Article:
Wasn’t underestimating Mr Modi as a politician and what he has done as PM and overestimating his own capability Mr Gandhi’s huge mistake? Anyone familiar with Mr Modi’s oratorical skills felt that Mr Gandhi’s challenge to him to debate was ludicrous.
Can the Congress ever come back by finding fault with the Modi government? They must come up with a counter-narrative that seems convincing, doable and attractive. It must have the power to win back those voters who had supported it for years but deserted it in recent times.
Does the Congress have an army of young, energetic and committed workers to volunteer at the grassroots level like the swayamsewaks of the RSS without expecting instant rewards? Is there a leadership that can inspire them to do so?
The Congress should have sound, reasonable answers to simple queries of ordinary voters. How can a party govern the whole country when it can’t take care of a state which offered it three Prime Ministers? And how can a leader be trusted to address the problems of India when he couldn’t address problems of his own constituency?
A living, vibrant and ambitious party does not mind sacrificing leaders to the larger interests of the party. In 2014, the BJP dashed L.K. Advani’s lifelong ambition and chose Mr Modi over him as the prime ministerial candidate. This time, it showed the door to both Mr Advani and Murli Manohar Joshi by refusing them even Lok Sabha tickets. Today, no one is complaining about it.
The Congress party should take a leaf out of the BJP’s book and carry out a surgical strike on its own leadership. Those who have won in trying times should be rewarded and those who have lost should be retired gracefully.
In 2014, Capt. Amarinder Singh stopped the BJP-Akali Dal juggernaut. He has done it again. He has the administrative experience and is considerably popular. He still shows loyalty to the Nehru-Gandhi family. Why not invite him to be the next Congress president?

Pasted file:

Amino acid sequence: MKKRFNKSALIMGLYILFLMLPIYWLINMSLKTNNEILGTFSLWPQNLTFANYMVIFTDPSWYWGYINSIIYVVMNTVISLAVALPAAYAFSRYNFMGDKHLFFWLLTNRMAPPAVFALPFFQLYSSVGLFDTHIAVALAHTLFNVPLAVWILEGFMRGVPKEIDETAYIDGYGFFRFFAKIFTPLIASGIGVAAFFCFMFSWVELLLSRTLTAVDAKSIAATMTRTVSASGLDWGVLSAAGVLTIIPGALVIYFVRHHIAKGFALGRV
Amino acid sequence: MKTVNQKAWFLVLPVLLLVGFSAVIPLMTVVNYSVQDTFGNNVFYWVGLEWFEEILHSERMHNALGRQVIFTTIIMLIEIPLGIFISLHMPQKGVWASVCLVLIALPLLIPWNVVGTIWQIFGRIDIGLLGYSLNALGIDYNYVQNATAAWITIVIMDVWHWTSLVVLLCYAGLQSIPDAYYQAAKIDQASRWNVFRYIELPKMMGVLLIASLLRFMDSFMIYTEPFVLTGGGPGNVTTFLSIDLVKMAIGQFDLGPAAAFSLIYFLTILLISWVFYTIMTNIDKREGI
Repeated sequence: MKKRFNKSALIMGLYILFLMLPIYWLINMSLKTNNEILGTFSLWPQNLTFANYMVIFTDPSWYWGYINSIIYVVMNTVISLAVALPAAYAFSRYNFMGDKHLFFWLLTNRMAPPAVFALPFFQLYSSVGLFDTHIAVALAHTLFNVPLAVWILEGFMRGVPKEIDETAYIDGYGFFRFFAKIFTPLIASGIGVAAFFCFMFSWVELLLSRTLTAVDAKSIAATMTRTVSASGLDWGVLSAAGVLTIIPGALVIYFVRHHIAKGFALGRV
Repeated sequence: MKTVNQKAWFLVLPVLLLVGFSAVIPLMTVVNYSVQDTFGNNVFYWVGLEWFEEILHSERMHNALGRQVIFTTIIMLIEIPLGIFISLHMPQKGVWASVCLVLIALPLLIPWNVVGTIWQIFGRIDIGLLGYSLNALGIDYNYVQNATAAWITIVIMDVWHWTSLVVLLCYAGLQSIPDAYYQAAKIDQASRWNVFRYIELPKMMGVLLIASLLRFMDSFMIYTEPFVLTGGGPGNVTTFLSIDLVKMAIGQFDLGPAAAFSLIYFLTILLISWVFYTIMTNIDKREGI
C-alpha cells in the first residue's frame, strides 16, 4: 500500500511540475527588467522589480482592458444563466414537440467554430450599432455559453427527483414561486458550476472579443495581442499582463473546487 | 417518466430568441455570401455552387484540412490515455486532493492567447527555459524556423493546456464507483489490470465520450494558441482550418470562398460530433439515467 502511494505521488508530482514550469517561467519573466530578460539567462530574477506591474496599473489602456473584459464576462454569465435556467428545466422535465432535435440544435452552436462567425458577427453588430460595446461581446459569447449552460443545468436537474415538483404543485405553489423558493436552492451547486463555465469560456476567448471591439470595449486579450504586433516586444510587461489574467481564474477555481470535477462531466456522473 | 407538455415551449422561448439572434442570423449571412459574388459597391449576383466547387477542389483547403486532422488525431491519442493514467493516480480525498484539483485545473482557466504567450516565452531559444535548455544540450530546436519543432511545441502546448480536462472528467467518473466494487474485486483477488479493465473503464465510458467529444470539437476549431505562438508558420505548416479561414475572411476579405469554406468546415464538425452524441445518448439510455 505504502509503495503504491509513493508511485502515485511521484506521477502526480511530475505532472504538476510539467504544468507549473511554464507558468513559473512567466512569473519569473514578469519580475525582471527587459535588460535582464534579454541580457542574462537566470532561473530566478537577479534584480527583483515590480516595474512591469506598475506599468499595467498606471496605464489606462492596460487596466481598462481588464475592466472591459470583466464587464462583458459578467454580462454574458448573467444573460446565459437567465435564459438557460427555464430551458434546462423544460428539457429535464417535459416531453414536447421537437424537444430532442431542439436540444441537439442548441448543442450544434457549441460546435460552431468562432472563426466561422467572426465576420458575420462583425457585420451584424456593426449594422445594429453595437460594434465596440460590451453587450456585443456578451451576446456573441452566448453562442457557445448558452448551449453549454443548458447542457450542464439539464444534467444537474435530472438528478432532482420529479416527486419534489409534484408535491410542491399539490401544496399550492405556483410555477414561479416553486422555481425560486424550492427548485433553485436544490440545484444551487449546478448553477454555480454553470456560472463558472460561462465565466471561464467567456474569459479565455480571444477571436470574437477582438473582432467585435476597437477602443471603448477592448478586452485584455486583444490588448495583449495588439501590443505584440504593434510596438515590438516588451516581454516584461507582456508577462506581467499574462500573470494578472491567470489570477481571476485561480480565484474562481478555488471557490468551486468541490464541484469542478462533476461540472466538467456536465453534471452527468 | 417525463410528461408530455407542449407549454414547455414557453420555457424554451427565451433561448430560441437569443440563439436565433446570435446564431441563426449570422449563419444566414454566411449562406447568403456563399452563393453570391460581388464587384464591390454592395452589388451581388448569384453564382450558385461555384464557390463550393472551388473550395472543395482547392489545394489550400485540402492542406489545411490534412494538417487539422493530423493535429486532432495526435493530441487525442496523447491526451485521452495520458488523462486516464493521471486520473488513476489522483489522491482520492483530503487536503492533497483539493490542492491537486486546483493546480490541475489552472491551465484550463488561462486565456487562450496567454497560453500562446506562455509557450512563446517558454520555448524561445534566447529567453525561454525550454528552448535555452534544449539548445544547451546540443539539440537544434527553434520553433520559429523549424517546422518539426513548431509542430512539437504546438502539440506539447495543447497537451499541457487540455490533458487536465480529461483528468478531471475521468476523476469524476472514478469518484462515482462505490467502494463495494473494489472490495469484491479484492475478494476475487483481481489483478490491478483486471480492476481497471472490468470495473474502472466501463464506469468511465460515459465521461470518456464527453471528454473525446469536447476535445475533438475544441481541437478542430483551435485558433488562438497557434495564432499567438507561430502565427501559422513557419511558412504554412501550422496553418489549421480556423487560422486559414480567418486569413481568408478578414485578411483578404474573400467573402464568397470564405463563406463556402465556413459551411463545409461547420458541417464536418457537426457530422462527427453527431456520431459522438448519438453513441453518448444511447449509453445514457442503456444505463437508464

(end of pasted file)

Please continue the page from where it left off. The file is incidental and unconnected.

Dr Shashi Tharoor has scored a hat-trick in Kerala wining Thiruvananthapuram for the third time and with a much wider margin. With 20 books to his credit, he is an exceptional orator and debater in the English language. Mr Tharoor is one of the pioneers in Twitter use in India and has a huge following, including among the youth. He can be made vice-president. Sachin Pilot can be the other vice-president.
Charity begins at home. Unless it wins back Uttar Pradesh, the Congress cannot hope to return at the Centre. Priyanka Gandhi should be made full-time president of UP and given the charge of reviving the party from the grassroots and winning the next assembly election, if necessary in alliance with the Bahujan Samaj Party and the Samajwadi Party.
Instead of frittering away its resources by putting up candidates everywhere, the Congress should show the flexibility to compromise and forge alliances as it did in Tamil Nadu. There is no free lunch. Congress leaders should emulate Mr Modi and BJP president Amit Shah and sweat it out in the heat and dust.
Mr Gandhi should be made non-executive president of the party. He should criss-cross India explaining the Congress manifesto and its values to the people without using derogatory words for the Prime Minister, for it doesn’t go down well with the general public.
The writer is a former ambassador